Constructing a proper well is a sure way to provide great-tasting, pure, and nourishing water for you and your family. Whether you are preparing to build a new home or you are looking to drill a well on your current property, familiarizing yourself with well water systems can help you make the right decision.
Here is what every homeowner needs to know before drilling a well.
Types of Water Wells
Three types of wells exist. These include rock wells, sand wells, and bored wells. Rock wells, also known as consolidated wells, are on average 250 feet deep and are perfect for rocky areas.
Sand wells or unconsolidated wells are perfect for areas with loose formation such as clay, sand, and soil. Bored or shallow wells are for unconstrained water sources and are typically not more than 100 feet deep.
Your area's geology will determine the type of well you can drill on your property.
Water Well Design and Construction
The first step to owning a well is identifying a suitable location and getting the correct design and measurements. An expert well drilling company should have the right equipment and geology data analysis skills to identify the best site on your property to drill a well. The size and structure of your land are some of the factors that will determine the location.
The next step is sizing your well. The size of your well will depend on factors such as your household needs and the yield of the well. Ideally, household water usage should be lower than the well's yield, but if the household demands exceed the well's maximum capacity, you can install added storage.
Speak to your contractor about the local, county, and state legal requirements of drilling a water well on your property. These regulations can affect the location and design of your well.
Methods of Drilling a Water Well
There are several types of drilling methods, but the most common ones include cable tool, auger, rotary air, rotary mud, and down-hole hammer drilling.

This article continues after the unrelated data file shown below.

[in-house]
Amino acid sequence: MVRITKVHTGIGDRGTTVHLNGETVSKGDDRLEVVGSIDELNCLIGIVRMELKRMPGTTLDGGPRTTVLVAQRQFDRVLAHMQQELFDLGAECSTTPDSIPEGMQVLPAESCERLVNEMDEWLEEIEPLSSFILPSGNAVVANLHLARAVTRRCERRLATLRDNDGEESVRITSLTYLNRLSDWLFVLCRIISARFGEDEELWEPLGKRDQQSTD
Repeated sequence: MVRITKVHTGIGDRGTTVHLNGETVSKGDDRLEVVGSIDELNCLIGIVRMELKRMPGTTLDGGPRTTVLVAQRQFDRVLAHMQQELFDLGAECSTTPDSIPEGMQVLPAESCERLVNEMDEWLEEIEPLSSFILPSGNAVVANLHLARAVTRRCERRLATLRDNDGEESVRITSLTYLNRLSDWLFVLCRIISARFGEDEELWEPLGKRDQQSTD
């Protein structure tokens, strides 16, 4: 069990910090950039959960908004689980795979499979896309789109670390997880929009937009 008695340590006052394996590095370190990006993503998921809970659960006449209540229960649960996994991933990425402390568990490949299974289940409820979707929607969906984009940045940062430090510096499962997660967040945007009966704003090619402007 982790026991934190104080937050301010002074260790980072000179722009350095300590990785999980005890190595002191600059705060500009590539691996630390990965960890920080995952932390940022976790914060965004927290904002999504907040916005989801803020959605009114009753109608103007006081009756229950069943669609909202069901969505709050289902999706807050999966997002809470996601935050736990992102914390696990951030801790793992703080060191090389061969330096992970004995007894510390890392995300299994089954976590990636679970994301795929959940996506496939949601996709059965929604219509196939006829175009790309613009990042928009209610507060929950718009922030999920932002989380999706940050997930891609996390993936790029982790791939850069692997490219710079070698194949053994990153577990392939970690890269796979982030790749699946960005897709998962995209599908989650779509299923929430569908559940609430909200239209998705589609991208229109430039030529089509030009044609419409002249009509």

Arguably the oldest drilling technique, cable tool drilling is most suitable for areas with loose soil formation. It involves dropping heavy drilling tools into the dugout hole to fracture the ground. However, cable tool drilling is slow, and the labor costs can add up quickly.
Auger drilling is well suited for areas with very soft rock formation. The different types of auger drilling include bucket, plate, and flight methods. These techniques are primarily used to drill shallow but large-diameter holes.
The rotary air technique is used to drill consolidated wells, while rotary mud is mostly for unconsolidated formations. The down-hole hammer technique combines the rotary and cable-tool drilling approaches and is the most effective method to drill through hard rock.
Your water well contractor will recommend the most suitable drilling method after assessing the area's geology. Other factors that will affect this decision include location and estimated yield capacity.
Cost of a Water Well
How much you will pay for a water well will depend on several factors. Contractors consider how deep they must dig to reach the source of water, the equipment and drilling method they will use, and transport and labor costs.
Other charges include the storage system, pump, casing, filtration, pipes, and electrical connections, which can add significantly to the cost of drilling a water well.
Depending on your agreement and the regulations in your area, your contractor may add the cost of obtaining licenses and permits to the final quote.
Having a reliable water source is a valuable but expensive investment. It is, therefore, critical that you work with a reputable and experienced company when you are ready to drill a well.
If you are considering drilling a well on your property, get in touch with Moss Well Drilling, Inc., for an initial consultation, expert advice, and professional water well drilling services in Marion County and the state of Indiana at large.